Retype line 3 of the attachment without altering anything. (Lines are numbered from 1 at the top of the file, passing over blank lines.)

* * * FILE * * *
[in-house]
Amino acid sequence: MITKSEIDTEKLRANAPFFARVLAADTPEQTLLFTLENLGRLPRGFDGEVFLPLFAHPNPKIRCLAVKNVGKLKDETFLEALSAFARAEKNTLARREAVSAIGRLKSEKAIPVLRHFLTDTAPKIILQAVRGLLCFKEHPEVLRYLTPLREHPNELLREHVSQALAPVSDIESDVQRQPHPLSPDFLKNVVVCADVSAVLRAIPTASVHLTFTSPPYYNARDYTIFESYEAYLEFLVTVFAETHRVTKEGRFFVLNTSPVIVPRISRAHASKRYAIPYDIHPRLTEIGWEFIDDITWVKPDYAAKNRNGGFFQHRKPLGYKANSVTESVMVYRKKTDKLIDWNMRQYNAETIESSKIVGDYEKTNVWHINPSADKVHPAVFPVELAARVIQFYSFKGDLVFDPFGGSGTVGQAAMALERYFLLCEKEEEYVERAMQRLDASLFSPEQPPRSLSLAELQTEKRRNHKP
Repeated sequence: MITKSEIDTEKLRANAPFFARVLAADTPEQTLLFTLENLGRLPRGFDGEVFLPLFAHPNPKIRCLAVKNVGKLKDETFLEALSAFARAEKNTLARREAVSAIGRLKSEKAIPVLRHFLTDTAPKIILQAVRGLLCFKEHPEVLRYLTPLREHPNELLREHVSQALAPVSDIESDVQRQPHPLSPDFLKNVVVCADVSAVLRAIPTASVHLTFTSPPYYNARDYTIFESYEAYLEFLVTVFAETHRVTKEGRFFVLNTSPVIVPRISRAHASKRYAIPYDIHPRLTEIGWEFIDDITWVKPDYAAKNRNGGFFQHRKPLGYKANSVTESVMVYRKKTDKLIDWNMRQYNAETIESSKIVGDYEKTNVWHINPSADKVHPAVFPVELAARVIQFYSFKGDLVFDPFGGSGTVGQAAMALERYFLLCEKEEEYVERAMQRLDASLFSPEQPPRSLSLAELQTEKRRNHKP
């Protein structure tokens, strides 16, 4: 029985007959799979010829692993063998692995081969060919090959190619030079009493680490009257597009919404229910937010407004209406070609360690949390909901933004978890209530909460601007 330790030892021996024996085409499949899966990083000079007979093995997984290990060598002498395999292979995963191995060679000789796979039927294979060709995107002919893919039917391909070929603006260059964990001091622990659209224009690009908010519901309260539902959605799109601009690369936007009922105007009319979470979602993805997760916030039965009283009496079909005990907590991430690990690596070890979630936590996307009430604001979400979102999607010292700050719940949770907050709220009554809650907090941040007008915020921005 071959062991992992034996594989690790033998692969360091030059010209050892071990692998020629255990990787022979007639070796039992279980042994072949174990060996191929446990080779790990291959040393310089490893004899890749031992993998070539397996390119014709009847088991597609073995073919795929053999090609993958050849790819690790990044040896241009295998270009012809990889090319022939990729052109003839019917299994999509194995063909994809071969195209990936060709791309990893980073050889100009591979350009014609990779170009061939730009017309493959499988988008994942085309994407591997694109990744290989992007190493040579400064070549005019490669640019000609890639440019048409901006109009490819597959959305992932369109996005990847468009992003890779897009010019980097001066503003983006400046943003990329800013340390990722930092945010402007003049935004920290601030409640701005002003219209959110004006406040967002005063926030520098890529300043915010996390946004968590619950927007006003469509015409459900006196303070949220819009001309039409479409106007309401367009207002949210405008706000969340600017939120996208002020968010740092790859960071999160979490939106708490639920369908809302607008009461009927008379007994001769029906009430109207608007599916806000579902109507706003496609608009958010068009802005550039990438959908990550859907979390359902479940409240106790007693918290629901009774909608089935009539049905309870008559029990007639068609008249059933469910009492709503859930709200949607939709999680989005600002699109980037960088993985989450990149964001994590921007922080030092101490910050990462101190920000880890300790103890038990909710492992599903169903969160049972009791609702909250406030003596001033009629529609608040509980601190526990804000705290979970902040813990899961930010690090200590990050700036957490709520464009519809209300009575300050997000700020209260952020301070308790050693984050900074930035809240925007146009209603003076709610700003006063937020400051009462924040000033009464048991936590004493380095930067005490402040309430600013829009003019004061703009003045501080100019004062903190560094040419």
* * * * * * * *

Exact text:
Repeated sequence: MITKSEIDTEKLRANAPFFARVLAADTPEQTLLFTLENLGRLPRGFDGEVFLPLFAHPNPKIRCLAVKNVGKLKDETFLEALSAFARAEKNTLARREAVSAIGRLKSEKAIPVLRHFLTDTAPKIILQAVRGLLCFKEHPEVLRYLTPLREHPNELLREHVSQALAPVSDIESDVQRQPHPLSPDFLKNVVVCADVSAVLRAIPTASVHLTFTSPPYYNARDYTIFESYEAYLEFLVTVFAETHRVTKEGRFFVLNTSPVIVPRISRAHASKRYAIPYDIHPRLTEIGWEFIDDITWVKPDYAAKNRNGGFFQHRKPLGYKANSVTESVMVYRKKTDKLIDWNMRQYNAETIESSKIVGDYEKTNVWHINPSADKVHPAVFPVELAARVIQFYSFKGDLVFDPFGGSGTVGQAAMALERYFLLCEKEEEYVERAMQRLDASLFSPEQPPRSLSLAELQTEKRRNHKP